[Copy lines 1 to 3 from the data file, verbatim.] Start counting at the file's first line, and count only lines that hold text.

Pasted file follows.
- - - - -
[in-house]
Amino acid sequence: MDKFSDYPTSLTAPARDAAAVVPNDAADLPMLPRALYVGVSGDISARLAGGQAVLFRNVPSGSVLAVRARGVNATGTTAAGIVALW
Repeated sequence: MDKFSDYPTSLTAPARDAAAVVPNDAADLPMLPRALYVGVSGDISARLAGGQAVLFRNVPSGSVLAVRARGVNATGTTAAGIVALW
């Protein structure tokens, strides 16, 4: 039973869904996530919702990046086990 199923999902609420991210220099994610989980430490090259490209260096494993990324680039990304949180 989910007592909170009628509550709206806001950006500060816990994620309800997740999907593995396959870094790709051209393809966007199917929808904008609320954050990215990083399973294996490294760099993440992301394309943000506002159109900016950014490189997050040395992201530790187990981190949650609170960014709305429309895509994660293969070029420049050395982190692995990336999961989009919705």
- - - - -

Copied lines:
[in-house]
Amino acid sequence: MDKFSDYPTSLTAPARDAAAVVPNDAADLPMLPRALYVGVSGDISARLAGGQAVLFRNVPSGSVLAVRARGVNATGTTAAGIVALW
Repeated sequence: MDKFSDYPTSLTAPARDAAAVVPNDAADLPMLPRALYVGVSGDISARLAGGQAVLFRNVPSGSVLAVRARGVNATGTTAAGIVALW